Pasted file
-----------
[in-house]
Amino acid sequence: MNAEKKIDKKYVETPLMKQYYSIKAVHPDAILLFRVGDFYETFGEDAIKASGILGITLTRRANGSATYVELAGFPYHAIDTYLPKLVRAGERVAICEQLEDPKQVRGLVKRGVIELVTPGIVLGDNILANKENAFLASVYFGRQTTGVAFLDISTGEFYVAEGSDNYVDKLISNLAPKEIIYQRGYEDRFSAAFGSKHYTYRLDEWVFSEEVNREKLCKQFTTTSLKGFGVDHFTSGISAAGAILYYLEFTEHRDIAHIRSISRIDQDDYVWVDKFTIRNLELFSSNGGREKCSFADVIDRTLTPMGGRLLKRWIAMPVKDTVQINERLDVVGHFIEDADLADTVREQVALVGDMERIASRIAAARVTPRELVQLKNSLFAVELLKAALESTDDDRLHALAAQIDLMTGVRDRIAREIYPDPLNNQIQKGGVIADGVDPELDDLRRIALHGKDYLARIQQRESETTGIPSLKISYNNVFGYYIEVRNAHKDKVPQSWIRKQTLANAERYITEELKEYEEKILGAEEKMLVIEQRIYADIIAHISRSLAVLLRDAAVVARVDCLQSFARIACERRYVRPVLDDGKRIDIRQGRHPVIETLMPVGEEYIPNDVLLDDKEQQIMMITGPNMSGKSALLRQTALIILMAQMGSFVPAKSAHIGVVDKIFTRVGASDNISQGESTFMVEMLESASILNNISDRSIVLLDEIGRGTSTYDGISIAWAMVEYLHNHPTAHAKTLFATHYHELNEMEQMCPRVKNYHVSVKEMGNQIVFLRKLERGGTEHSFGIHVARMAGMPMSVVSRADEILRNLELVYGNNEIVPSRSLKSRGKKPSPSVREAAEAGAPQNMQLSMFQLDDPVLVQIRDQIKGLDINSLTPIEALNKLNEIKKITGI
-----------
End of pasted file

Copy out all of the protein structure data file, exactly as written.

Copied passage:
[in-house]
Amino acid sequence: MNAEKKIDKKYVETPLMKQYYSIKAVHPDAILLFRVGDFYETFGEDAIKASGILGITLTRRANGSATYVELAGFPYHAIDTYLPKLVRAGERVAICEQLEDPKQVRGLVKRGVIELVTPGIVLGDNILANKENAFLASVYFGRQTTGVAFLDISTGEFYVAEGSDNYVDKLISNLAPKEIIYQRGYEDRFSAAFGSKHYTYRLDEWVFSEEVNREKLCKQFTTTSLKGFGVDHFTSGISAAGAILYYLEFTEHRDIAHIRSISRIDQDDYVWVDKFTIRNLELFSSNGGREKCSFADVIDRTLTPMGGRLLKRWIAMPVKDTVQINERLDVVGHFIEDADLADTVREQVALVGDMERIASRIAAARVTPRELVQLKNSLFAVELLKAALESTDDDRLHALAAQIDLMTGVRDRIAREIYPDPLNNQIQKGGVIADGVDPELDDLRRIALHGKDYLARIQQRESETTGIPSLKISYNNVFGYYIEVRNAHKDKVPQSWIRKQTLANAERYITEELKEYEEKILGAEEKMLVIEQRIYADIIAHISRSLAVLLRDAAVVARVDCLQSFARIACERRYVRPVLDDGKRIDIRQGRHPVIETLMPVGEEYIPNDVLLDDKEQQIMMITGPNMSGKSALLRQTALIILMAQMGSFVPAKSAHIGVVDKIFTRVGASDNISQGESTFMVEMLESASILNNISDRSIVLLDEIGRGTSTYDGISIAWAMVEYLHNHPTAHAKTLFATHYHELNEMEQMCPRVKNYHVSVKEMGNQIVFLRKLERGGTEHSFGIHVARMAGMPMSVVSRADEILRNLELVYGNNEIVPSRSLKSRGKKPSPSVREAAEAGAPQNMQLSMFQLDDPVLVQIRDQIKGLDINSLTPIEALNKLNEIKKITGI